Page:Popular Science Monthly Volume 91.djvu/283

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Popular Science Monthly


��Coaxing Music from a Pile of Rocks

��AMR. FROST, of Mar- blehead, Mass., was en- gaged in clearing his land of some huge, flat rocks, when he accidentally struck one with his hammer. It emitted a clear musical note. He struck another in the same way. The tone given out was equally clear and sweet but different in pitch. Trials with other stones of different shapes and sizes convinced him that it was possible to arrange the stones so as to get the notes of the scale.

After various experiments he piled the stones as shown in the accompanying photo- graph, securing thus a primi- tive instrument that any cave-man might have envied.

���Household Bookless Bookkeeping on the Poker-Chip Principle

ANEW system of bookless bookkeeping, designed especially for the housewife, happily coincides with the demand for careful record keeping in order to cut down expenditures to a wartime basis. This new system substitutes for old fashioned juggling with figures the simplicity and vividness of account-keeping with poker chips.

With the new method, books are entirely eliminated. The equipment con- sists of a box containing twenty- eight compartments to show ex- penditures for groceries, meats milk, butter, eggs, and other items of house- hold expense, and seven additional com- partments to hold slips representing various denominations from ten dollars down.

When a purchase is made, slips indicating the amount are placed in the appropriate compartment. At the end of the month, the housewife can determine the amount soent for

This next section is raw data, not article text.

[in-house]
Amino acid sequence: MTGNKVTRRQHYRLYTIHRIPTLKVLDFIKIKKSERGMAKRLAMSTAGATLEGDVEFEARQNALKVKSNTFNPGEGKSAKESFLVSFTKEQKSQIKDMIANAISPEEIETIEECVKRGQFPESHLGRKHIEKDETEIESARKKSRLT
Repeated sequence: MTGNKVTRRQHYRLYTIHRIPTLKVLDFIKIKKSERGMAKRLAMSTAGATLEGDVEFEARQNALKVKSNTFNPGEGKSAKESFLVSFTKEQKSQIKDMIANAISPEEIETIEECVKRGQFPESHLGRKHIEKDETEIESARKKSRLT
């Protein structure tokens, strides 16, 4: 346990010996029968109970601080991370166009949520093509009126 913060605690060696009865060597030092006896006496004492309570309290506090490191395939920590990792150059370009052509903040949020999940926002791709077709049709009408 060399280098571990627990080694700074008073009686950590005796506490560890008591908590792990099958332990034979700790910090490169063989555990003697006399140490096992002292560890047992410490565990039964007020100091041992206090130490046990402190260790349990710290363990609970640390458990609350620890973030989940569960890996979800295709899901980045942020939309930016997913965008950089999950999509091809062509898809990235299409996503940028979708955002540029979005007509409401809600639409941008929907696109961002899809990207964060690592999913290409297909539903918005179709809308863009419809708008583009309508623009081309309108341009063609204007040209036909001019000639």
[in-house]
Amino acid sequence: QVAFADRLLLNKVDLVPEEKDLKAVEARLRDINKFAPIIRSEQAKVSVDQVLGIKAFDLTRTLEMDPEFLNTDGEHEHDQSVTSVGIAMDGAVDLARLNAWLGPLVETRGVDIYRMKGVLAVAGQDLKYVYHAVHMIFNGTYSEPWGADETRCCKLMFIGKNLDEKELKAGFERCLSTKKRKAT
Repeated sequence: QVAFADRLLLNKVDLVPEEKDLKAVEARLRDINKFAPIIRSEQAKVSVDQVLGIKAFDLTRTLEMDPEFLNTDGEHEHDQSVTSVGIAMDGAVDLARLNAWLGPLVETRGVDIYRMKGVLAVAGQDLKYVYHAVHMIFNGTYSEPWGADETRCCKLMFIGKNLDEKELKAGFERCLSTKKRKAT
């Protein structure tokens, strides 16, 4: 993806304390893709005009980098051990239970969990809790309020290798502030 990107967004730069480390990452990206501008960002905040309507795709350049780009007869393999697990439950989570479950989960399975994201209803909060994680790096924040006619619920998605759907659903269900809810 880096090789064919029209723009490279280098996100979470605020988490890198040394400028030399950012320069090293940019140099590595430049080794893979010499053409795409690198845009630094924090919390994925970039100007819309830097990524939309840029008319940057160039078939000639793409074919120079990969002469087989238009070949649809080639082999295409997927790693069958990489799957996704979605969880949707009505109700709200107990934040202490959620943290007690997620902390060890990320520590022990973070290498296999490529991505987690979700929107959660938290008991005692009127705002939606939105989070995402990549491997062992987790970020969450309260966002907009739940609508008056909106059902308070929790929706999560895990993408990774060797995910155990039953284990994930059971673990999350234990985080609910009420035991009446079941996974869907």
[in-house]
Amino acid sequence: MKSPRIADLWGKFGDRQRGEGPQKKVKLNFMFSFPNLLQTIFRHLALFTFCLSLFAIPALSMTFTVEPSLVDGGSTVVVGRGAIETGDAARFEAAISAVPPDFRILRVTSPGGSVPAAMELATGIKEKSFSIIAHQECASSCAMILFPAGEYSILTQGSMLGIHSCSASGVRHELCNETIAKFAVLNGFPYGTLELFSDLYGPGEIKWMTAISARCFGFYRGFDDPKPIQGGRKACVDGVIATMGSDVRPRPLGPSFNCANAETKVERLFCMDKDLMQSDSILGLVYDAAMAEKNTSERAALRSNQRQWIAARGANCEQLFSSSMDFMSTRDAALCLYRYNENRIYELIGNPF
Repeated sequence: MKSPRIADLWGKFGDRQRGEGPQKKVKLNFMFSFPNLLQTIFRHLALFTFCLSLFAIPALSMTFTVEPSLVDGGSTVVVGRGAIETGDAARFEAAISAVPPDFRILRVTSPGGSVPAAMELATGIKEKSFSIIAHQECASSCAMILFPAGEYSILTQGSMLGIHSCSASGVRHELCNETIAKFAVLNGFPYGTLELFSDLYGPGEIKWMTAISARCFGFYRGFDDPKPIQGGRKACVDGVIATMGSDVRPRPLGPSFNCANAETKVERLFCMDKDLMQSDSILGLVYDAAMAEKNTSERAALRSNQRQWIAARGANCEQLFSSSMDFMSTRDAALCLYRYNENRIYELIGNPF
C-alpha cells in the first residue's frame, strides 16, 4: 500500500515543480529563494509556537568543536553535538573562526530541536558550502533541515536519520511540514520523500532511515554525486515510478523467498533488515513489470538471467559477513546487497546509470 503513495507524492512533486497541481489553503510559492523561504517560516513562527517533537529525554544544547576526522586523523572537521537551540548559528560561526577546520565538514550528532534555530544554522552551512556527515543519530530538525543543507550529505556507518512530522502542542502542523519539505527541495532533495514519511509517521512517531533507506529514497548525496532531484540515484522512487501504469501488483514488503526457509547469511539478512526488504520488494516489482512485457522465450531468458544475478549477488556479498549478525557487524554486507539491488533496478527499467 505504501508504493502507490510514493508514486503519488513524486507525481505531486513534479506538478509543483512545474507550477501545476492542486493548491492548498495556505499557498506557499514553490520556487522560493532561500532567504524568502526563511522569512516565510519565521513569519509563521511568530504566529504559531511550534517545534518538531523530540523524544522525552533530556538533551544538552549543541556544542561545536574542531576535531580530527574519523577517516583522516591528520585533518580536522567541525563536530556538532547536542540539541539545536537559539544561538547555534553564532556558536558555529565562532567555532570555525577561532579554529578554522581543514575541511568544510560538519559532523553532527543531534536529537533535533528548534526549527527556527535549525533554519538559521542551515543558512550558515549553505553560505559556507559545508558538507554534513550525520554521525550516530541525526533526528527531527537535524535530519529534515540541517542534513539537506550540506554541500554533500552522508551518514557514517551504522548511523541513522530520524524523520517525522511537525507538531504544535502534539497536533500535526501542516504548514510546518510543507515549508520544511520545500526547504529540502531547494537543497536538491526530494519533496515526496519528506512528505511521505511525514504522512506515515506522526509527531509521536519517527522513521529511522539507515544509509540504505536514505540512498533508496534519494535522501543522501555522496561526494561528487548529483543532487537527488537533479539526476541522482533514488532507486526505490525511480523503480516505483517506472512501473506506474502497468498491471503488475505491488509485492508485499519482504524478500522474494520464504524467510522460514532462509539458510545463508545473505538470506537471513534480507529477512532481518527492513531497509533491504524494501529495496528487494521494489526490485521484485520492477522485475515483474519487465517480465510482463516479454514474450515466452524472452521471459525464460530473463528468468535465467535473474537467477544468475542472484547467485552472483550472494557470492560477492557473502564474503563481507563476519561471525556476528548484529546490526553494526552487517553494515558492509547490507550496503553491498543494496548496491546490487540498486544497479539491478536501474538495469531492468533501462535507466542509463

��The "piano" made of a heap of stones (arranged so that the tones of the natural scale are produced by hammer-blows

��each item by counting the amounts, in the different compartments.

If the article is charged, the right amount is placed in the proper compartment, and a corresponding amount in the "Charged" compartment. Thus there is a correct tab on the amount owed as well as on the expenditures.

After the housewife has determined by a two or three months' trial about what her normal expenses are for the various items of expenditure, she may change to the budget system. Slips totaling the proper amount are placed in the various compartments, and, as expenditures are made, the amount is removed. The slips remaining show at all

���times the sum left in each "appropriation," so that economy or freedom in spending may be observed. If the slips in any com- partment run short, others may be "bor- rowed" from a com- partment with a sur- plus, a "due" check being put in to show the indebtedness. The amounts remain- ing at the end of the month indicate the sur-

��plus, and the due checks The bookless bookkeeping outfit for the shortages. Thus all housewife who dislikes keeping accounts figuring is eliminated.

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